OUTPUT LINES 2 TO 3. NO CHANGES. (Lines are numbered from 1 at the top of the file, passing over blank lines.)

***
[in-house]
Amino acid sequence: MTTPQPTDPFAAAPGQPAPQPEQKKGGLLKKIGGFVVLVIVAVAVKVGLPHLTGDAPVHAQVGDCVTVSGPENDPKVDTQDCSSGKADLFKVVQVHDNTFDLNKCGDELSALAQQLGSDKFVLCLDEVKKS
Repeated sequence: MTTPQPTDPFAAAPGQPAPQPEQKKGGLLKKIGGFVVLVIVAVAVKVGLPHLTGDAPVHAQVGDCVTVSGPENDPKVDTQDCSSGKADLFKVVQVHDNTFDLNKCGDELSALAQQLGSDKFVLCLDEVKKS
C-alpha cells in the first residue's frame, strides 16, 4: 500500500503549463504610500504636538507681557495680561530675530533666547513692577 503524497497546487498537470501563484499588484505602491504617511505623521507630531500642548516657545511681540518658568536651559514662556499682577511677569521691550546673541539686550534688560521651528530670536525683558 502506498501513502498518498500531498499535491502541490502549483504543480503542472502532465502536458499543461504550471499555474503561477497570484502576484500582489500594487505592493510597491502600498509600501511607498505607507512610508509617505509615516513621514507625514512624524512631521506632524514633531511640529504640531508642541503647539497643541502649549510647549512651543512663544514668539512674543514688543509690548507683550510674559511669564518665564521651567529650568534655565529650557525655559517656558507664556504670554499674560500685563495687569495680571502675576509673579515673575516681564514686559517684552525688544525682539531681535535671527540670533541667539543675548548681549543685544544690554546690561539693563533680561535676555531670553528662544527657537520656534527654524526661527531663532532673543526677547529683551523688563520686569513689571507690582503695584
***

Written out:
Amino acid sequence: MTTPQPTDPFAAAPGQPAPQPEQKKGGLLKKIGGFVVLVIVAVAVKVGLPHLTGDAPVHAQVGDCVTVSGPENDPKVDTQDCSSGKADLFKVVQVHDNTFDLNKCGDELSALAQQLGSDKFVLCLDEVKKS
Repeated sequence: MTTPQPTDPFAAAPGQPAPQPEQKKGGLLKKIGGFVVLVIVAVAVKVGLPHLTGDAPVHAQVGDCVTVSGPENDPKVDTQDCSSGKADLFKVVQVHDNTFDLNKCGDELSALAQQLGSDKFVLCLDEVKKS